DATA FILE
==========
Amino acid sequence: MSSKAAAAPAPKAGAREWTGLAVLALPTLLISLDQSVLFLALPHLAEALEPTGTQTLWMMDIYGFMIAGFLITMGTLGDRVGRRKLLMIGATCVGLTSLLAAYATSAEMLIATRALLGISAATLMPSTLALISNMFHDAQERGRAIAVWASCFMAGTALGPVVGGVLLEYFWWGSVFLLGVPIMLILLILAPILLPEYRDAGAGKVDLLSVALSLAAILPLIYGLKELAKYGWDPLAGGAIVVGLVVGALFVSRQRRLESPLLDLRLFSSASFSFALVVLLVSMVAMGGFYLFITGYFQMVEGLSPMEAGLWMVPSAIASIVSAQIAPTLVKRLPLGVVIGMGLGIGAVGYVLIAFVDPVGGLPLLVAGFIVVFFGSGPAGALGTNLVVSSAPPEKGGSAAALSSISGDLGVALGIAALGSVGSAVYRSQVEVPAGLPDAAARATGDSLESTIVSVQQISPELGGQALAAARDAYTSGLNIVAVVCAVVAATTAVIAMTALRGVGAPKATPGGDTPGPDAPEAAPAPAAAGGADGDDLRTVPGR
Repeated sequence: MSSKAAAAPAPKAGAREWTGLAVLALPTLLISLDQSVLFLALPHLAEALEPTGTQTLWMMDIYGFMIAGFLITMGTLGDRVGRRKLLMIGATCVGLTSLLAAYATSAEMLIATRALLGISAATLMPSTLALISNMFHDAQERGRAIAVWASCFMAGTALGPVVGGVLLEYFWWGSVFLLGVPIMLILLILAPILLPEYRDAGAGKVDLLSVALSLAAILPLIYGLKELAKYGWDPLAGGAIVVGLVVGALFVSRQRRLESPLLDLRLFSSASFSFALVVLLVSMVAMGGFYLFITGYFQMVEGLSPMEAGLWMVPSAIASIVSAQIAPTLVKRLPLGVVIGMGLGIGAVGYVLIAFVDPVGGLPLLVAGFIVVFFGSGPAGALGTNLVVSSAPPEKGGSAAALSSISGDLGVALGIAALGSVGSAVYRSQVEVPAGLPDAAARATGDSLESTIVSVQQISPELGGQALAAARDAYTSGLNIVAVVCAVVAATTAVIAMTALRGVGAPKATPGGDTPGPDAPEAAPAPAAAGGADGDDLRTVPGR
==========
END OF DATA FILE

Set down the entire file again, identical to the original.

Amino acid sequence: MSSKAAAAPAPKAGAREWTGLAVLALPTLLISLDQSVLFLALPHLAEALEPTGTQTLWMMDIYGFMIAGFLITMGTLGDRVGRRKLLMIGATCVGLTSLLAAYATSAEMLIATRALLGISAATLMPSTLALISNMFHDAQERGRAIAVWASCFMAGTALGPVVGGVLLEYFWWGSVFLLGVPIMLILLILAPILLPEYRDAGAGKVDLLSVALSLAAILPLIYGLKELAKYGWDPLAGGAIVVGLVVGALFVSRQRRLESPLLDLRLFSSASFSFALVVLLVSMVAMGGFYLFITGYFQMVEGLSPMEAGLWMVPSAIASIVSAQIAPTLVKRLPLGVVIGMGLGIGAVGYVLIAFVDPVGGLPLLVAGFIVVFFGSGPAGALGTNLVVSSAPPEKGGSAAALSSISGDLGVALGIAALGSVGSAVYRSQVEVPAGLPDAAARATGDSLESTIVSVQQISPELGGQALAAARDAYTSGLNIVAVVCAVVAATTAVIAMTALRGVGAPKATPGGDTPGPDAPEAAPAPAAAGGADGDDLRTVPGR
Repeated sequence: MSSKAAAAPAPKAGAREWTGLAVLALPTLLISLDQSVLFLALPHLAEALEPTGTQTLWMMDIYGFMIAGFLITMGTLGDRVGRRKLLMIGATCVGLTSLLAAYATSAEMLIATRALLGISAATLMPSTLALISNMFHDAQERGRAIAVWASCFMAGTALGPVVGGVLLEYFWWGSVFLLGVPIMLILLILAPILLPEYRDAGAGKVDLLSVALSLAAILPLIYGLKELAKYGWDPLAGGAIVVGLVVGALFVSRQRRLESPLLDLRLFSSASFSFALVVLLVSMVAMGGFYLFITGYFQMVEGLSPMEAGLWMVPSAIASIVSAQIAPTLVKRLPLGVVIGMGLGIGAVGYVLIAFVDPVGGLPLLVAGFIVVFFGSGPAGALGTNLVVSSAPPEKGGSAAALSSISGDLGVALGIAALGSVGSAVYRSQVEVPAGLPDAAARATGDSLESTIVSVQQISPELGGQALAAARDAYTSGLNIVAVVCAVVAATTAVIAMTALRGVGAPKATPGGDTPGPDAPEAAPAPAAAGGADGDDLRTVPGR